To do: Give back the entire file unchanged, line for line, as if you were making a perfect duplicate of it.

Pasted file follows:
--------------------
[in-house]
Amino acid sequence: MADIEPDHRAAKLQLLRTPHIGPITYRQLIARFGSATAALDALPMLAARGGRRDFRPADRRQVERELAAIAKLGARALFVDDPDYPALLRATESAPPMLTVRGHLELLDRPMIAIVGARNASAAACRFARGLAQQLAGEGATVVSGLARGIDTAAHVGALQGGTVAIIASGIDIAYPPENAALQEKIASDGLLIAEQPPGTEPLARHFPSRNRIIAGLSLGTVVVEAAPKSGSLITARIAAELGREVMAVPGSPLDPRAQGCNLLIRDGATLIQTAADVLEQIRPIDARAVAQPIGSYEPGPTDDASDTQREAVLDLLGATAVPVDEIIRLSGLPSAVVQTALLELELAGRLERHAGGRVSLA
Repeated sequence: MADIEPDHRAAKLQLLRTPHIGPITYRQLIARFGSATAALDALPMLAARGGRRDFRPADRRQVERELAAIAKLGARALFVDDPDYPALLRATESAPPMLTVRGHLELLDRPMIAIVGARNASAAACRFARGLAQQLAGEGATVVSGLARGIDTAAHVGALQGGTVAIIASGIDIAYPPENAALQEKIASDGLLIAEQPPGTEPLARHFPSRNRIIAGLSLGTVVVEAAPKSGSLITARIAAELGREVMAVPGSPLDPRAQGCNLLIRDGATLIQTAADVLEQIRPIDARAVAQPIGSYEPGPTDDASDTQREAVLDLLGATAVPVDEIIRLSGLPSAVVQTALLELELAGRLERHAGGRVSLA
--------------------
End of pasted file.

[in-house]
Amino acid sequence: MADIEPDHRAAKLQLLRTPHIGPITYRQLIARFGSATAALDALPMLAARGGRRDFRPADRRQVERELAAIAKLGARALFVDDPDYPALLRATESAPPMLTVRGHLELLDRPMIAIVGARNASAAACRFARGLAQQLAGEGATVVSGLARGIDTAAHVGALQGGTVAIIASGIDIAYPPENAALQEKIASDGLLIAEQPPGTEPLARHFPSRNRIIAGLSLGTVVVEAAPKSGSLITARIAAELGREVMAVPGSPLDPRAQGCNLLIRDGATLIQTAADVLEQIRPIDARAVAQPIGSYEPGPTDDASDTQREAVLDLLGATAVPVDEIIRLSGLPSAVVQTALLELELAGRLERHAGGRVSLA
Repeated sequence: MADIEPDHRAAKLQLLRTPHIGPITYRQLIARFGSATAALDALPMLAARGGRRDFRPADRRQVERELAAIAKLGARALFVDDPDYPALLRATESAPPMLTVRGHLELLDRPMIAIVGARNASAAACRFARGLAQQLAGEGATVVSGLARGIDTAAHVGALQGGTVAIIASGIDIAYPPENAALQEKIASDGLLIAEQPPGTEPLARHFPSRNRIIAGLSLGTVVVEAAPKSGSLITARIAAELGREVMAVPGSPLDPRAQGCNLLIRDGATLIQTAADVLEQIRPIDARAVAQPIGSYEPGPTDDASDTQREAVLDLLGATAVPVDEIIRLSGLPSAVVQTALLELELAGRLERHAGGRVSLA